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Eastern Christendom after the fall of Rome WHAP/Napp
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On May 11, 330, the Emperor Constantine inaugurated the ‘New Rome which is Constantinople,’ to share with Rome, as co-capital, the administration of his huge empire. From its inception three complementary elements characterized the new city: Greek language and culture; Roman law and administration; and Christian faith and organization. While the western half of the empire survived only another century and a half, the eastern empire continued on its own for another thousand years, until 1453. It became an empire in its own right, later called Byzantium after the name of the Greek city around which Constantinople was built.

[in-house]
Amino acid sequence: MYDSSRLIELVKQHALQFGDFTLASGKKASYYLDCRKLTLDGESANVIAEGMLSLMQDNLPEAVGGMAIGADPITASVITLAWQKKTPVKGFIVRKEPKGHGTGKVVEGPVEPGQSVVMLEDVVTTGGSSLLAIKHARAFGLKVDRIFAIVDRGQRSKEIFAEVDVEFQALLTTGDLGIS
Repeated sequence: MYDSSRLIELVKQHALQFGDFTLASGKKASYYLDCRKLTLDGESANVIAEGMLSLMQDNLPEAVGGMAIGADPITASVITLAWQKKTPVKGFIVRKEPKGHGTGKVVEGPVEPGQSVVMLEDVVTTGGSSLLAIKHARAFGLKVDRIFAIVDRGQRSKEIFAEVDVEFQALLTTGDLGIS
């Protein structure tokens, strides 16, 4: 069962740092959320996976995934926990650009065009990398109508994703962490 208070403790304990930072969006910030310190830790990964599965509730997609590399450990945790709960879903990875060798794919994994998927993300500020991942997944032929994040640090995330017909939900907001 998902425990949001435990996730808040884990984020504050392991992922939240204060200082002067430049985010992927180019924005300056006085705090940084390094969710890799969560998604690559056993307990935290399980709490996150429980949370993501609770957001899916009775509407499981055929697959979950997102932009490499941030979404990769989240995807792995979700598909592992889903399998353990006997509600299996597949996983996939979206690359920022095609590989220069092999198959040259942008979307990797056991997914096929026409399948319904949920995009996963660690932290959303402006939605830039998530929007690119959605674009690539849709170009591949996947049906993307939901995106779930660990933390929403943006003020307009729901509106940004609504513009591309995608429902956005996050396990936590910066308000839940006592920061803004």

Like the west, the east had to withstand military attack. Germanic tribes crossed the Danube, but found Constantinople impregnable, defended behind huge walls built by the Emperor Theodosius II (r. 408-450). Using the German mercenaries, the eastern emperor Justinian I (r. 527-565) recaptured many of the western regions including North Africa, southern Spain, Sicily, Italy, and even Rome itself, but costs in wealth and manpower crippled his empire. After his death most of these western conquests were lost, while the Persians constantly warred with the remnants of the Roman Empire in the east.
Justinian’s legal, administrative, and architectural initiatives produced more lasting results. He had the Roman system of Civil Law codified in four great works, known collectively as the Justinian Code, thus helping to perpetuate an administration of great competence. In time, the Code became the basis for much of modern European law. He adorned Constantinople with numerous new buildings, crowned by the Church of Hagia Sophia, the Church of Holy Wisdom. He had churches, forts, and public works constructed the empire.” ~ The World’s History

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